Are Humans Good or Bad?: Hobbes vs. Rousseau or Should You Breast-feed Your Baby?

I recently exchanged e-mails with one of my former students about the perennial question concerning human nature:

Are humans good or bad?

This question continues to fascinate us. When I lecture about human nature to my students I like to frame the debate by pitting Thomas Hobbes against Jean-Jacques Rousseau. (I should note that much of this analysis was inspired by Steven Pinker's book The Blank Slate).

Thomas Hobbes (1588–1679) was an English philosopher and the author of the famous book Leviathan.

Famously, Hobbes declared that primitive human life was "solitary, poor, nasty, brutish, and short."

I use Hobbes to illustrate a pessimistic view of "natural man." That is, as illustrated by his famous summation, Hobbes felt that the "natural" state of man was bestial. According to Hobbes, therefore, it is civilization that steps in and rescues humanity from our primal depravity. In this view, human nature is a nasty thing that human culture rescues.

In Hobbes' view, being "civilized" is good and being a "savage" is bad.

Contrast that view with the view of Jean-Jacques Rousseau (1712–1778) the Enlightenment philosopher whose book The Social Contract influenced the French Revolution: "Man is born free, and everywhere he is in chains."

In contrast to Hobbes' view that primitive life was "solitary, poor, nasty, brutish, and short," Rousseau declared that humans in earlier times were "noble savages." According to Rousseau humans are naturally and innately good and it is "civilization" that turns man into a "beast." Consequently, Rousseau argued that modern man should seek to restore the conditions of our lost Eden and live a more "natural" rather than "technological" life.

To summarize, we can create a quick schematic contrast of Hobbes and Rousseau:
Human Nature = Bad
Civilization = Good

Human Nature = Good
Civilization = Bad
For Hobbes civilization saves us from ourselves. Without it we would regress to a beast-like state. For Rousseau, civilization is killing us. For Rousseau the goal is to reclaim a more natural existence.

So, who is right? Hobbes or Rousseau?

Unfortunately, by this point in my lecture only about two students are awake. So, to show them that this question is actually of practical and not just academic interest I like to ask the following question: Are you planning to breast-feed your baby?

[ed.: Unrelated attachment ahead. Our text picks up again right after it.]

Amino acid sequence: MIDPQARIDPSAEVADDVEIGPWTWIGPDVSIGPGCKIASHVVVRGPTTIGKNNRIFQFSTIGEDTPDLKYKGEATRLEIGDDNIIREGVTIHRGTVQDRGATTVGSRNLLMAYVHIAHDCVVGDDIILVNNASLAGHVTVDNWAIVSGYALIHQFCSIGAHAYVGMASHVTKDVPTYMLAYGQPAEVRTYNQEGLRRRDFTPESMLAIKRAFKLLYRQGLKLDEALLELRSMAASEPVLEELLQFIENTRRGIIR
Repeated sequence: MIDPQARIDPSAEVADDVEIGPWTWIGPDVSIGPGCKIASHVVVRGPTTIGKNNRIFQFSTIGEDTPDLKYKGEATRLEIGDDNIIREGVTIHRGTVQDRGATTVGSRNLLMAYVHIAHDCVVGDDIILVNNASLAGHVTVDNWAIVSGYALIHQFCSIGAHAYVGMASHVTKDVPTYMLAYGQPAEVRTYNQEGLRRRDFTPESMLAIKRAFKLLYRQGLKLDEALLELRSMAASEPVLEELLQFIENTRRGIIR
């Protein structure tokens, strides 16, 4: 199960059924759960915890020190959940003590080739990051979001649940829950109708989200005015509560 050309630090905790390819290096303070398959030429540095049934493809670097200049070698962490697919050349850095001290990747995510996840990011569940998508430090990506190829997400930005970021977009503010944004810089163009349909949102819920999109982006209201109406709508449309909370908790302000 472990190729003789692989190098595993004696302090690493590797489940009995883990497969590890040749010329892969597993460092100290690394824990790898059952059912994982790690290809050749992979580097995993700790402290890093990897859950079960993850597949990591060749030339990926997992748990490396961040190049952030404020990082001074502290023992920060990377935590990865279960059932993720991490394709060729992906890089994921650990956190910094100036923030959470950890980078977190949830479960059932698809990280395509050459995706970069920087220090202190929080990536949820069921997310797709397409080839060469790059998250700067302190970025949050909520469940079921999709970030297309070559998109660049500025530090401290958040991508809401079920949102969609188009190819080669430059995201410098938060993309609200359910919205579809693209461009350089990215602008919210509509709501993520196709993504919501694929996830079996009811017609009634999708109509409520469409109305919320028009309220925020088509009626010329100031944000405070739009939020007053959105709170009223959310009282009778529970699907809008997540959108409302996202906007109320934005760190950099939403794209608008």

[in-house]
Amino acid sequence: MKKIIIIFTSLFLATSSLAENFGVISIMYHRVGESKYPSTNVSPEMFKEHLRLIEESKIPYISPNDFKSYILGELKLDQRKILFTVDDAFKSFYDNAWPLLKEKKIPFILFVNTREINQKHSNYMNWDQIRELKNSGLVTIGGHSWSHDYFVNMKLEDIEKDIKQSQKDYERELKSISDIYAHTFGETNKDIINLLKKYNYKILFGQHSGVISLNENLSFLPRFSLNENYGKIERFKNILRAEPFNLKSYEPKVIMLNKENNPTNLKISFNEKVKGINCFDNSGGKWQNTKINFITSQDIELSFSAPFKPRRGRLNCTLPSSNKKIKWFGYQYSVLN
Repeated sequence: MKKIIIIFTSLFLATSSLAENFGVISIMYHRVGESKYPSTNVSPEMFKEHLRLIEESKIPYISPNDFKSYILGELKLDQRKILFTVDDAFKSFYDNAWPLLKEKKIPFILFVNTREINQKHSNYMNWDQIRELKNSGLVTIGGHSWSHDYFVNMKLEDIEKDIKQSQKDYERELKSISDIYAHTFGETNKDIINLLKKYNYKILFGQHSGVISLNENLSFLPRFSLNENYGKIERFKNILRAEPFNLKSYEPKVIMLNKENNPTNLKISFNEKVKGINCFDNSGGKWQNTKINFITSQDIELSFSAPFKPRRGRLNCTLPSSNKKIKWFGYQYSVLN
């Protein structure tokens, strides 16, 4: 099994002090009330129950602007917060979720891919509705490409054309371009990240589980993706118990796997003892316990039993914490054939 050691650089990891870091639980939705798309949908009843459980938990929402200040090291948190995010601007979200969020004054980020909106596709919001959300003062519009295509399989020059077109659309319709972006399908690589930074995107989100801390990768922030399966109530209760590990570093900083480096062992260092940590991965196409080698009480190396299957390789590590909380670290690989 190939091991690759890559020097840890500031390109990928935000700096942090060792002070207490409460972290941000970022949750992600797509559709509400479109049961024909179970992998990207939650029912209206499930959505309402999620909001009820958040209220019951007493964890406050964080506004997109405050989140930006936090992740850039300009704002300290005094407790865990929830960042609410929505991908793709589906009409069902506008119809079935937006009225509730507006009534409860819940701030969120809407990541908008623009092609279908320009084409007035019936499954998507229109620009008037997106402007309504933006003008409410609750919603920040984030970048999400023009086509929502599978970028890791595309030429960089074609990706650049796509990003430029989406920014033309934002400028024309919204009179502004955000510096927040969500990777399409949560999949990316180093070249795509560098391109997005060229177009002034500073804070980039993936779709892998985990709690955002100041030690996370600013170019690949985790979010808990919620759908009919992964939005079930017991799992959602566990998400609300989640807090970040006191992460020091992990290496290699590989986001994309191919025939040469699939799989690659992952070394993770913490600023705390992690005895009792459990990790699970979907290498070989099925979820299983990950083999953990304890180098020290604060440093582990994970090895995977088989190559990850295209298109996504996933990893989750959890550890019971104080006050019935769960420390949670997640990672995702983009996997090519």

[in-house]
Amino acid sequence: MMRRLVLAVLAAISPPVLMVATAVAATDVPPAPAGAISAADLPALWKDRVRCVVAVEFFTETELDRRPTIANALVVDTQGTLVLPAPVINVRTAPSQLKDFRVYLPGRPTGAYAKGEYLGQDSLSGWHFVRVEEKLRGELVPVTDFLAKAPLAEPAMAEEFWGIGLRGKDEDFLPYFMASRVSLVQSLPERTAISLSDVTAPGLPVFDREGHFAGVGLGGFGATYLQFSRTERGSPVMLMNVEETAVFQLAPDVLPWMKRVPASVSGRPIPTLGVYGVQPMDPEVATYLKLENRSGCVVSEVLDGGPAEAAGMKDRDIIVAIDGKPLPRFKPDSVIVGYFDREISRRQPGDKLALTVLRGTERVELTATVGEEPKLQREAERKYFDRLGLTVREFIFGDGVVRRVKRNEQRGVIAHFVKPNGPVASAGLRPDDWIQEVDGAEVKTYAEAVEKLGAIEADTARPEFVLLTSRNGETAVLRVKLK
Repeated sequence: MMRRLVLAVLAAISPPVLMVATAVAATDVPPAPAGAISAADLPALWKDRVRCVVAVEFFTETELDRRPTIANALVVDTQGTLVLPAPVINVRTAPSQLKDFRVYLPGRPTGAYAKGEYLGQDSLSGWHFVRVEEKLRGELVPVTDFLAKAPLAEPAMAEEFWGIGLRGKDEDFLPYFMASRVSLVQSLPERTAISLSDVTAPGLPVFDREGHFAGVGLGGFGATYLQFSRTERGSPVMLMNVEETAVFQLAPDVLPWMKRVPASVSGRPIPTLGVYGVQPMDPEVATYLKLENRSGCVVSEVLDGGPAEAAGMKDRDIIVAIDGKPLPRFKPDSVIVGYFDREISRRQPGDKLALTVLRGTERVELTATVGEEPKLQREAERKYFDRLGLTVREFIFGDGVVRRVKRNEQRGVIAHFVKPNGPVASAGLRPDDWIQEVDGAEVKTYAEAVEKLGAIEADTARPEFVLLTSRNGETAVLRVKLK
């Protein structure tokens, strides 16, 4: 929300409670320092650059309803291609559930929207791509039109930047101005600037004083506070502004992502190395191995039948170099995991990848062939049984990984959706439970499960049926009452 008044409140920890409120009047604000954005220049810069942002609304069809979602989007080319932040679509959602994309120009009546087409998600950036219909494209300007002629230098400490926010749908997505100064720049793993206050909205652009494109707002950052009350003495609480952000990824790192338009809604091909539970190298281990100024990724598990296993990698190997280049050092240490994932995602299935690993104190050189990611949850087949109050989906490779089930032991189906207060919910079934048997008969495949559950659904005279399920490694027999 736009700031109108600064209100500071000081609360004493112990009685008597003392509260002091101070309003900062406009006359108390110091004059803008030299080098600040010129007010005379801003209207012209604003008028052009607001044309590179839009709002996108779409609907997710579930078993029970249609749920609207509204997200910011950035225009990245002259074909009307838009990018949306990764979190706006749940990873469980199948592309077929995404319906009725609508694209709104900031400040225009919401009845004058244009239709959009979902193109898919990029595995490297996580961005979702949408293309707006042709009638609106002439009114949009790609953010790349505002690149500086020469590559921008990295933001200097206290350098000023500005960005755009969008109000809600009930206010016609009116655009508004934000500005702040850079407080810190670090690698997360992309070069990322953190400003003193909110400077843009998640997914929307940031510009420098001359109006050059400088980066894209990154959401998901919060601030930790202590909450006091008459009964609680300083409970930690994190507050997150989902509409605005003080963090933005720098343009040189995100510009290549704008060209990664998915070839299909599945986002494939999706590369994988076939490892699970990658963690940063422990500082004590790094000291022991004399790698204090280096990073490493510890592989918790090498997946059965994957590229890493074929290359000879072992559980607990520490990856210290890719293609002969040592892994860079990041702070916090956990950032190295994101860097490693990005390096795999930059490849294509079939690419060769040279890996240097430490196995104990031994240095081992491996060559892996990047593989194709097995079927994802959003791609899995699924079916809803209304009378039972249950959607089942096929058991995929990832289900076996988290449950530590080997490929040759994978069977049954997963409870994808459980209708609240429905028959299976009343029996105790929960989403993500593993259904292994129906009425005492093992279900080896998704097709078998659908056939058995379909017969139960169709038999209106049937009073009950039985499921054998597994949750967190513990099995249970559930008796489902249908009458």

(This question gets the girls awake, for obvious reasons. It gets the boys awake because the word "breast" was used. Human nature, good or bad, can, at times, be remarkably predictable...)

I bring up parenting in the conversation about Hobbes and Rousseau because it is in parenting where we tend to reveal if we vote with Hobbes or Rousseau.

For example, Hobbesian parents tend to think that a child's nature is unruly, undisciplined, and selfish. Not in an evil sort of way. More of a benign "they don't know any better." Thus, these parents tend to emphasize training and structure.

Rousseauian parents tend to think that a child's nature is innocence and goodness. These parents tend to deemphazie structure in the child's environment.

Here are some more possible locations of contrast:
Painkillers during delivery:
Hobbesian parents more likely to use painkillers
Rousseauian parents more likely not to use painkillers

Hobbesian parents more likely to bottle-feed
Rousseauian parents more likely to breast-feed

Feeding Times:
Hobbesian parents more likely to feed on a schedule
Rousseauian parents more likely to feed on demand

Hobbesian parents more likely to spank
Rousseauian parents more likely not to spank

Hobbesian parents more likely to allow child to cry in crib until asleep
Rousseauian parents more likely to hold child until asleep
Now I'm not suggesting this as some kind of rigorous, diagnostic classification. I'm mostly trying to illustrate a point: Whether we like discussing human nature or not we are all working with a theory of human nature and that theory of human nature has practical consequences.